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Title: Digital sex markets : entrepreneurialism and consumption within an uncertain regulatory framework
Author: Rand, Helen M.
ISNI:       0000 0004 9349 5216
Awarding Body: University of Essex
Current Institution: University of Essex
Date of Award: 2020
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Digital technologies have transformed sex markets in at least two notable ways: first, through the emergence of new digital modalities of sex work, such as webcamming; second, through the ability to purchase erotic/sexual exchanges at any time, and almost anywhere. As a fairly recent development there is limited research on how digital modalities of sex work are being organised, consumed and produced. This study contributes to the understanding of these new forms of digital economy, questioning how they are made sense of and negotiated by digital sex workers and customers. I have approached this study using mixed-methods, drawing on multiple online and offline sources. These include online ethnographic observations, 33 interviews with customers and workers, digital documentary analysis, an online survey with customers and data-mining from a leading sex work platform. The key findings in this thesis reveal tensions in how the market is understood by customers and workers, and society more broadly. I argue that the market is legitimised yet the labour remains stigmatised. The first key finding points to evidence of economic legitimation of digital sex markets, normalisation in the technological architecture and processes of differentiation from „illegal‟ sex markets. Yet, the second key finding points to a tension in the accounts of workers and customers who express varying degrees of stigma and emotional and social risks that require everyday management. The third finding relates to the uncertain regulatory framework. There are no specific formal laws regarding digital sex markets, but I argue they are regulated by state laws in conjunction with platform governance and self-governance of workers and customers. This study extends debates on platform-managed labour by using a sex work lens to explore the role of gender and sexuality in labour processes in the digital age, thereby, capturing the diversity of labour markets dynamically transformed by the Internet. The study, therefore, speaks more broadly to debates on digital governance, digital labour, and sexual labour politics.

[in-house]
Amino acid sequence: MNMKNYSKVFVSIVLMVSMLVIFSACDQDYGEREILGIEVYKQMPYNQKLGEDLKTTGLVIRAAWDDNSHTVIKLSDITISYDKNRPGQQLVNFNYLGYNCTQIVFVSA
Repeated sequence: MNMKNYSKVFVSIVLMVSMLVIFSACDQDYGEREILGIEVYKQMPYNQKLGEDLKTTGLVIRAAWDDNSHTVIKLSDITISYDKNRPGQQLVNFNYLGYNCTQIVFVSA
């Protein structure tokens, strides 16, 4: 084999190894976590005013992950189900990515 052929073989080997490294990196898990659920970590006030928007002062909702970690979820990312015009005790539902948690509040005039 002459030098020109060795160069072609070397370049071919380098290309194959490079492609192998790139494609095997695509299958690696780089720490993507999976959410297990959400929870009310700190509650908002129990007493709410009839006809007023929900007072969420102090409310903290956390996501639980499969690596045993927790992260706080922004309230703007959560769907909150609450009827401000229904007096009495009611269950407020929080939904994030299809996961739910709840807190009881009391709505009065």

Supervisor: Not available Sponsor: Not available
Qualification Name: Thesis (Ph.D.) Qualification Level: Doctoral
EThOS ID:  DOI: Not available
Keywords: HM Sociology